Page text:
When rebrands go wrong

(And how to avoid the pitfalls)

'Content marketing' is a meaningless buzzword that needs to buzz off

The term content marketing is driving Kristof Fahy, William Hill’s CMO, “nuts”. Apparently all he hears every time he goes to a conference is “content marketing, content marketing, content marketing” and his patience is waning. 

lara profile

It does feel a little as though the term content marketing was created purely to fit a conference agenda, to make the people sat on stage sound like they’re talking about something clever and new, when in fact they’re talking about the same things marketers have been doing for decades: their jobs.

Answering the question “what is content marketing?” lands you in a bit of a quagmire. As Fahy lamented at Advertising Week Europe this week: is the butcher that sells him his sausages on a Saturday and tells him how to cook it a content marketer?

My answer to that particular question is: who gives a toss, it doesn’t matter. The butcher is doing his job of serving the customer. That’s what matters. Not which particular part of his budget he had to spend on the biro and till receipt he scribbled the recipe out on, or what glossy term he can label this everyday action with when he’s asked to come up on stage and talk about it or craft an awards entry.

Many marketers could probably say with confidence that they are now set up as digital-ready or even digital-first organisations. But the advent of “digital marketing” (another catch-all, often meaningless term that could probably warrant another ranty column), with all the opportunities it provides via social and mobile and so on, has now presented another worry about reorganising again in the hope of chasing something apparently new and different. And like moths to the lamp, agencies, brand marketers and marketing commentators are rushing towards the mirage that is “content marketing”.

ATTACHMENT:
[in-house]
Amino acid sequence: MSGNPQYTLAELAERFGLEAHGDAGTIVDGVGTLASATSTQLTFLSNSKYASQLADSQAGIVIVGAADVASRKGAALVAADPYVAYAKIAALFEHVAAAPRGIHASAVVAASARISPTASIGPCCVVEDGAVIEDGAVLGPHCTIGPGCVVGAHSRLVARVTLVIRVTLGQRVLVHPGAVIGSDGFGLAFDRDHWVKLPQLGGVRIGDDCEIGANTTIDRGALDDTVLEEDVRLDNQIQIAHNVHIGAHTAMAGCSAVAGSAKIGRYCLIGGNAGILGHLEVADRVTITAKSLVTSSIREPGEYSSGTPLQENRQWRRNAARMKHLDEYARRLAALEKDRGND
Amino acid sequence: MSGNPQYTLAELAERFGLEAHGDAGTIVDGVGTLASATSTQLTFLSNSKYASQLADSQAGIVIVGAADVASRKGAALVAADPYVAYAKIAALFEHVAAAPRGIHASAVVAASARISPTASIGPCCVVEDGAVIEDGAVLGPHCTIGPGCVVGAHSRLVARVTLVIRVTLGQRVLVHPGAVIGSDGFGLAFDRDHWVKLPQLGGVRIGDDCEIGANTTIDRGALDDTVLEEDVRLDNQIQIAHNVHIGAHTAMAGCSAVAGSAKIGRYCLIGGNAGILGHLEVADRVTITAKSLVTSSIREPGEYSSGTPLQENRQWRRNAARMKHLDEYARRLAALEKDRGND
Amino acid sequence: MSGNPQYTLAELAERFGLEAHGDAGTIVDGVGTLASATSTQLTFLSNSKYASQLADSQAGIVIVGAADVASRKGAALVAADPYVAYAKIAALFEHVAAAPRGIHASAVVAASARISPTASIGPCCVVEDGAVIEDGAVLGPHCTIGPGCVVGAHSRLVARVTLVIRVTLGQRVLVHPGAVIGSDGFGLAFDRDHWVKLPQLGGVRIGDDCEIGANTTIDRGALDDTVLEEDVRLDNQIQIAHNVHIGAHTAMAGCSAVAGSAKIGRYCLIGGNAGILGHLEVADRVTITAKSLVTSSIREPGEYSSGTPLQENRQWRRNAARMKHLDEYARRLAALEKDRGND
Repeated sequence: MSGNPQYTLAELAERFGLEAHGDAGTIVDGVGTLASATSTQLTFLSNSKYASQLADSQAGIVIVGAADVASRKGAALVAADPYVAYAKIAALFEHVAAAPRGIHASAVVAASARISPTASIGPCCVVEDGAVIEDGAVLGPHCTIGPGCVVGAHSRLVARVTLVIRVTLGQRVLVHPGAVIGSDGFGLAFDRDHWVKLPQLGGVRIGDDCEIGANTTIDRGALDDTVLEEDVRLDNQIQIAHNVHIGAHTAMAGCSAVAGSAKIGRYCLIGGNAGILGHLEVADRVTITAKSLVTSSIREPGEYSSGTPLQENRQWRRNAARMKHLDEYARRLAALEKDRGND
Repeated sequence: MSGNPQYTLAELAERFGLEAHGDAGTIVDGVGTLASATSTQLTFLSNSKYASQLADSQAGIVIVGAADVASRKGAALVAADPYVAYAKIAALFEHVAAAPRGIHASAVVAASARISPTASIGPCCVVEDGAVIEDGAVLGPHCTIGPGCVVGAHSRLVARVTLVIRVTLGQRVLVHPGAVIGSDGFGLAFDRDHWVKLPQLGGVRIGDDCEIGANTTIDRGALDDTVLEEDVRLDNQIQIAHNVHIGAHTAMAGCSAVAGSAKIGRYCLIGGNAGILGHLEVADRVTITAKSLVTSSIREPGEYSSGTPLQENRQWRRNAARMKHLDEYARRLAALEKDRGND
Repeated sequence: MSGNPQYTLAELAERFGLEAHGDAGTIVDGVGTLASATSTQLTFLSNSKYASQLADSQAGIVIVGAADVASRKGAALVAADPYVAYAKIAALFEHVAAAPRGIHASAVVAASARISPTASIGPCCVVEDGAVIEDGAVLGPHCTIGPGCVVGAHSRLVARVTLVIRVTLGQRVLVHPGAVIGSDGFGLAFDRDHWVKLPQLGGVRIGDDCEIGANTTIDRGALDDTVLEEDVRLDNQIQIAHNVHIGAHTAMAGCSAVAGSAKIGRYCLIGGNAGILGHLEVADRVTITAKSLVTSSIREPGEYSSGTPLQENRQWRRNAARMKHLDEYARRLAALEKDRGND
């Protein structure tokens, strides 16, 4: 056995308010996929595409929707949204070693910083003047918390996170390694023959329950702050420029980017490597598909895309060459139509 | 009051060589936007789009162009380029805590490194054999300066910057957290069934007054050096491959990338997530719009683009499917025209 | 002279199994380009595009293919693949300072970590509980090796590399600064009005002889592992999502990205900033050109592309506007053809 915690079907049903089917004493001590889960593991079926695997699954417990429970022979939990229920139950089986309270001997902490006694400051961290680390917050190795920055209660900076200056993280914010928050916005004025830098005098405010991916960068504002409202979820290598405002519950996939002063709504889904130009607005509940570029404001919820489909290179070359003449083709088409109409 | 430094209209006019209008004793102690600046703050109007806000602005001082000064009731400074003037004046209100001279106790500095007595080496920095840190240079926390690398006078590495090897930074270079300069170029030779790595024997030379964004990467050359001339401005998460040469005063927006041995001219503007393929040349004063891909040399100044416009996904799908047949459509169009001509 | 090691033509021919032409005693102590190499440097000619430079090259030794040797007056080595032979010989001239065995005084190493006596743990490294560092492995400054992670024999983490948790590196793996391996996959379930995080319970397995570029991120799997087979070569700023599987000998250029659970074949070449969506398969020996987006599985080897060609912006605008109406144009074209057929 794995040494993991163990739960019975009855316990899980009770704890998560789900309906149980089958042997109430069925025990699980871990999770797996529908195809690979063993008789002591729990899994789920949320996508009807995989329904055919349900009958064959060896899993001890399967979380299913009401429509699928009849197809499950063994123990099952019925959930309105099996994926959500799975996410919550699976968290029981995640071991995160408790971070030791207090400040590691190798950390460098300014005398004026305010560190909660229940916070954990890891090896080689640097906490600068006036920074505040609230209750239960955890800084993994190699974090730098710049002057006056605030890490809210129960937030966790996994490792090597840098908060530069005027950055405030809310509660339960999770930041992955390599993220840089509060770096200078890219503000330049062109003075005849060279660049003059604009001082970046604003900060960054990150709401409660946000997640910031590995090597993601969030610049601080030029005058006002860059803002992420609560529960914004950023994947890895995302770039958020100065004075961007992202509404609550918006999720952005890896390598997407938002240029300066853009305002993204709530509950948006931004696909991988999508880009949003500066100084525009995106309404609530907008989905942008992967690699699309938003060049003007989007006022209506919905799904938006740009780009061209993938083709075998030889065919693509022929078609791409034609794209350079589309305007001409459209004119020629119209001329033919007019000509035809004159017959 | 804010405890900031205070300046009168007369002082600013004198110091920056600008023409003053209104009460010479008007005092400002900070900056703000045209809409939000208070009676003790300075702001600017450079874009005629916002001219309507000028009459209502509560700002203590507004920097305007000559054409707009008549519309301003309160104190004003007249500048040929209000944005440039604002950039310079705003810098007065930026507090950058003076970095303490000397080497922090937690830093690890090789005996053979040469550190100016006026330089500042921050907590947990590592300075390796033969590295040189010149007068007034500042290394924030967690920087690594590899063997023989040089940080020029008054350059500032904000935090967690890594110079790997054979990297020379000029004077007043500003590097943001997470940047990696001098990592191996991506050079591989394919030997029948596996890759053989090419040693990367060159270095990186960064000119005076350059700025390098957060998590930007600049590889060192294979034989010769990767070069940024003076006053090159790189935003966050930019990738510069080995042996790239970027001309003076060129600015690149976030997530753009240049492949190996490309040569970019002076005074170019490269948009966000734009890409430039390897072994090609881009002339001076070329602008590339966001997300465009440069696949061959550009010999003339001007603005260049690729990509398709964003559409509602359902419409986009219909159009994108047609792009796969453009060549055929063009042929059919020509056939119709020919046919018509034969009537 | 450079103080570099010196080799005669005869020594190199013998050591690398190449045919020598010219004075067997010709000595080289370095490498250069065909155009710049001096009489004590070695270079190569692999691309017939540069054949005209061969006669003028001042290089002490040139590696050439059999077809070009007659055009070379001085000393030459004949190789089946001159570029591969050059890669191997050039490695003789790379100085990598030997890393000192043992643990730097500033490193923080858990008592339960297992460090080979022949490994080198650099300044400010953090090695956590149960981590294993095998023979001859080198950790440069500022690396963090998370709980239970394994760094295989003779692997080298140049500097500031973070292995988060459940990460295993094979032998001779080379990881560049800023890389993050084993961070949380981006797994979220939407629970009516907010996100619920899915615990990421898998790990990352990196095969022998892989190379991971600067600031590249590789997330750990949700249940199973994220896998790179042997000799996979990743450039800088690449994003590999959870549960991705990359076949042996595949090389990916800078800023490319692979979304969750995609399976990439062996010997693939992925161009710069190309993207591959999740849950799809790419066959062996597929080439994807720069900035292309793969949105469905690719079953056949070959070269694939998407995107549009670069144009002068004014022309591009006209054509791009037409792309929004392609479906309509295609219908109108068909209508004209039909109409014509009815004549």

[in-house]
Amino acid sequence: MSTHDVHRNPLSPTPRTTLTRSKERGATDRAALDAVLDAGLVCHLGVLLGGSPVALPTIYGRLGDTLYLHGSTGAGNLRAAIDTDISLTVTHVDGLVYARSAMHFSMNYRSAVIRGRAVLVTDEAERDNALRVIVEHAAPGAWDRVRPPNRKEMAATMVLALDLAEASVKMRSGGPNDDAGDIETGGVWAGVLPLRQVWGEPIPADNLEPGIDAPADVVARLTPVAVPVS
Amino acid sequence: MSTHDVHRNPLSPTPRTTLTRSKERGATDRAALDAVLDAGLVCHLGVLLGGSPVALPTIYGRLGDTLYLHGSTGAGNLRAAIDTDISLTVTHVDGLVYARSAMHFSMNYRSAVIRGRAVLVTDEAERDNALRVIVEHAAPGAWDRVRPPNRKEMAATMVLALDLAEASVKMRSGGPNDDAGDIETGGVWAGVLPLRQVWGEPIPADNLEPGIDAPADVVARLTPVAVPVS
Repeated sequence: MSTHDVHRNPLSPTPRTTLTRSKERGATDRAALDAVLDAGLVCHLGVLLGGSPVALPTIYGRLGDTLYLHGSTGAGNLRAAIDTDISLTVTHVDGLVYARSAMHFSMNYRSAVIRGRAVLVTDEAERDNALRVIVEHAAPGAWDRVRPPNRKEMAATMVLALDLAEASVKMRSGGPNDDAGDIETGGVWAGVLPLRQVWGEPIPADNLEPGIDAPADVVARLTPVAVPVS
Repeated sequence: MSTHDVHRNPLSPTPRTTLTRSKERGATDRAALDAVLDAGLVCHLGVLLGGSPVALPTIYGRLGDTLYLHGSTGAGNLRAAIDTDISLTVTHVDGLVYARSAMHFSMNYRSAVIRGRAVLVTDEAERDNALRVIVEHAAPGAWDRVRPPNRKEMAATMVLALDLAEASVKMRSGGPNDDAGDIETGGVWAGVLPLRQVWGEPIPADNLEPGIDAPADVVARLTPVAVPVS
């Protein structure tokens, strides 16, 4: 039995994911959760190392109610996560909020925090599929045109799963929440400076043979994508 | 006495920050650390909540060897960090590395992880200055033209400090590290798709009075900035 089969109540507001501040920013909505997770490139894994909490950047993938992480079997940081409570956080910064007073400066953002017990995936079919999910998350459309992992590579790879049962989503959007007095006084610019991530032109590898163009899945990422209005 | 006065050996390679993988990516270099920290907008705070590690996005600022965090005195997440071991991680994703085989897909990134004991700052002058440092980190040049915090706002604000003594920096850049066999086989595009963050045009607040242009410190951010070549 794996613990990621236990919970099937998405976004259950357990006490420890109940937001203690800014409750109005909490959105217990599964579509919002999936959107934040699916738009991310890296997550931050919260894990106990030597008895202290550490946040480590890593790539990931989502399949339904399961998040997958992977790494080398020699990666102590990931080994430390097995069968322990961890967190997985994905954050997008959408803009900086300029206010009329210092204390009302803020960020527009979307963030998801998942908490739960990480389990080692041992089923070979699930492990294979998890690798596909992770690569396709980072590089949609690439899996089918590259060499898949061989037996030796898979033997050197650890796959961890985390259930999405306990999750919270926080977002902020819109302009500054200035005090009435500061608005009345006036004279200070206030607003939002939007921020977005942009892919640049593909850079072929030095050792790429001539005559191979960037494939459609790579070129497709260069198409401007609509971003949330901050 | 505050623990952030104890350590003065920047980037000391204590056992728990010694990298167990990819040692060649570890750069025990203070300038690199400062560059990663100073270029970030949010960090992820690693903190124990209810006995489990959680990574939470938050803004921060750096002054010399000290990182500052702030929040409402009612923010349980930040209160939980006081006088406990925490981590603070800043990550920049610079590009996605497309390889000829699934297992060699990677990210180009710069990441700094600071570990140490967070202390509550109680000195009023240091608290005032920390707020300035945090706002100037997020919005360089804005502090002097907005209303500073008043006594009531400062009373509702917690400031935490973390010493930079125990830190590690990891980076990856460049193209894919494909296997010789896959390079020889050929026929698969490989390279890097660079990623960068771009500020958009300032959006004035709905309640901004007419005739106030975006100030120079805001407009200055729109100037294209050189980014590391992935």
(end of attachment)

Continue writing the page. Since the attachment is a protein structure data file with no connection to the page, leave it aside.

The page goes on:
The question shouldn’t be “what is my content marketing strategy?” in the same way that marketers shouldn’t be asking “what’s my TV strategy?”. Start with the founding idea and brand truth and the platforms and mechanisms will follow.

Content marketing is marketing. Sometimes that takes the form of a video, or a partnership with a media owner. But it’s also that conversation Kristof has over the counter with his butcher. Content isn’t a wondrous new marketing tool just because brands have figured out how to use the internet - it’s been around since the the first brand was ever founded.

Every time a brand talks to a consumer - at them, in conversation with them, or even sometimes when a brand is just listening - it creates content.

Content marketing isn’t a discipline. It’s everything a brand does. If your organisation is sprinting to chase the hubris-ridden content marketing hare, it’s entering a race it is never likely to finish.

Readers' comments (20)

  • I lost interest after you said sausages.

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  • This article is quite honestly drivel, almost certainly written for the purposes of raising Marketing Week's profile from an SEO perspective on the term Content Marketing.